Endangered New Zealand Parrots

by Dawn Stewart ©

Kakapo - Strigops habroptilus

Our problem with The Department of Conservation lies in the fact that before intervening; the Black Robin was allowed to decline to the last hen; Kakapo to the last 50 birds; South Island Kaka to the last 500-1000 birds with only 25-60 breeding hens left on the mainland. This is a rough estimate, as no one knows for sure. The rest of the world seems to react a lot sooner than New Zealand to say the least.

Kakapo - Strigops habroptilus. Photo courtesy of Martin Fingland, Brisbane, Qld

Kakapo is the world’s heaviest bird. We cannot say largest, as Macaws with their beautiful tails of course make them the largest -- or should I say longest -- parrot in the world. Kakapo are unique in the fact they are nocturnal and flightless. They have track and bowl systems or lek, with which the cock inflates himself as it were, to "boom" for the hen’s attention. You have to admit, it is a most unusual parrot.

It was probably extinct in the North Island last century. In the South Island the last birds were found in the Murcheson Valley fjordland. This is the last area that deer, possums and goats etc had gained access to. This area also was virtually inaccessible to human habitation. It is thought wild "pig dog" packs in the rest of the South Island had done terrible damage to the Kakapo. Who of course had no defence from such onslaught.

Browsers ate their food sources, and other predators such as stoat etc, would have easy access to eggs and chicks, as Kakapo have a strong smell. Extinction occurred in the fjordland in the 1970’s. The Wildlife Service noted persistent "booming", because no hens were known to exist in this area. The cocks were captured and removed to off shore Islands. Then in 1977, searches were carried out on Stewart Island, and Kakapo were found in the forest or scrubland of the "Tin Range", at the south of the Island. The life of a young man was lost in these searches, so the cost in many ways was high indeed.

As Stewart Island has many predators, including wild cats, The Department of Conservation transferred the Kakapo to off shore Islands, in the mid 1980’s. These are Codfish Island in close proximity to Stewart Island, Maud Island in the Marlborough Sounds at the top of the South Island, and Little Barrier Island in the Hauraki Gulf, not far from Auckland. The Department of Conservation’s management includes supplementary feeding, nest protection, and regular monitoring.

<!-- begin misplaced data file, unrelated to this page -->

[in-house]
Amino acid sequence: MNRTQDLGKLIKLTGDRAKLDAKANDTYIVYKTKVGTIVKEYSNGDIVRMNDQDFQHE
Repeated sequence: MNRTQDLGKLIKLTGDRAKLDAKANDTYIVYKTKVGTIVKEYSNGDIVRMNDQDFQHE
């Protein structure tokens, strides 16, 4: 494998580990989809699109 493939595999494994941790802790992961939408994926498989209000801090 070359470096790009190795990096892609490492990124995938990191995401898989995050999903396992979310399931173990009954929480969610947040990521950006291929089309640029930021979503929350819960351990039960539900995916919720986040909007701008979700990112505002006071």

Fifty adult birds still remained in 1997, but no breeding had occurred for five years. "Hoki", a hen, was hand-reared in 1992 at Auckland Zoo and then stayed on Maud Island for 6 years, but has been shifted to Codfish Island. 1997 was an exciting year for Kakapo, with the survival of three young, one hand-reared but all cock birds. Unfortunately the only hen was lost, due to a hand-rearing blunder.

In 1997, "Flossie" and "Richard Henery" were shifted from Little Barrier Island to Maud, where "Flossie" learned to eat a supplementary diet. "Richard Henery" was originally taken from Fjordland 22 years ago, and is named after the man who first started to try and save Kakapo on Islands. This year, "Flossie" produced three chicks, one being hand-reared, sexes as yet unknown. This was "Flossie’s" first breeding in 16 years and her mate "Richard Henry" was thought to be infertile or too old to breed.

With the Maud Island success, more Kakapo have been transferred there, one from Codfish and two from Little Barrier, another will follow later. These are all hens, so Maud Island now has 7 hens and 4 cocks. Being a small island and far more accessible than Codfish, this will allow easier management of the Kakapo.

In my opinion, far better facilities are needed on Maud Island, for both humans and parrots. They have no hand-rearing or hospital rooms, poor water supply, need a better generator for their electricity supply and probably another house for their hand-rearing expert. Upgrading is underway on Codfish Island. The Department of Conservation need to better understand avicultural techniques and be far more open minded on captivity. After all, supplementary feeding, hand-rearing and partial captivity, which The Department of Conservation are doing this Kakapo is three-quarters the way to total captivity, isn’t it?

Kakapo are officially extinct.

South Island Kaka - Nestor meridionalis meridionalis

South Island Kaka - Nestor meridionalis. Photo courtesy of Dawn Stewart, New Zealand

In 1993 after breeding Kea and being reprimanded for doing so, the Department of Conservation told us to kill the eggs, separate pairs and only have one-sex aviaries. This was not really surprising, after many years of hearing other aviculturists complain about conditions imposed on Antipodes Island Parakeet breeding. However, breeding of South Island Kakas is allowed now, and has been since 1997.

The last straw was to learn no breeding of North Island or South Island Kaka was allowed either. We started looking into the facts, as I knew South Island Kaka had never been bred in any numbers and found there were only 2 pairs in captivity. One pair were amputees, and the keeper had strict instructions that no breeding was to take place.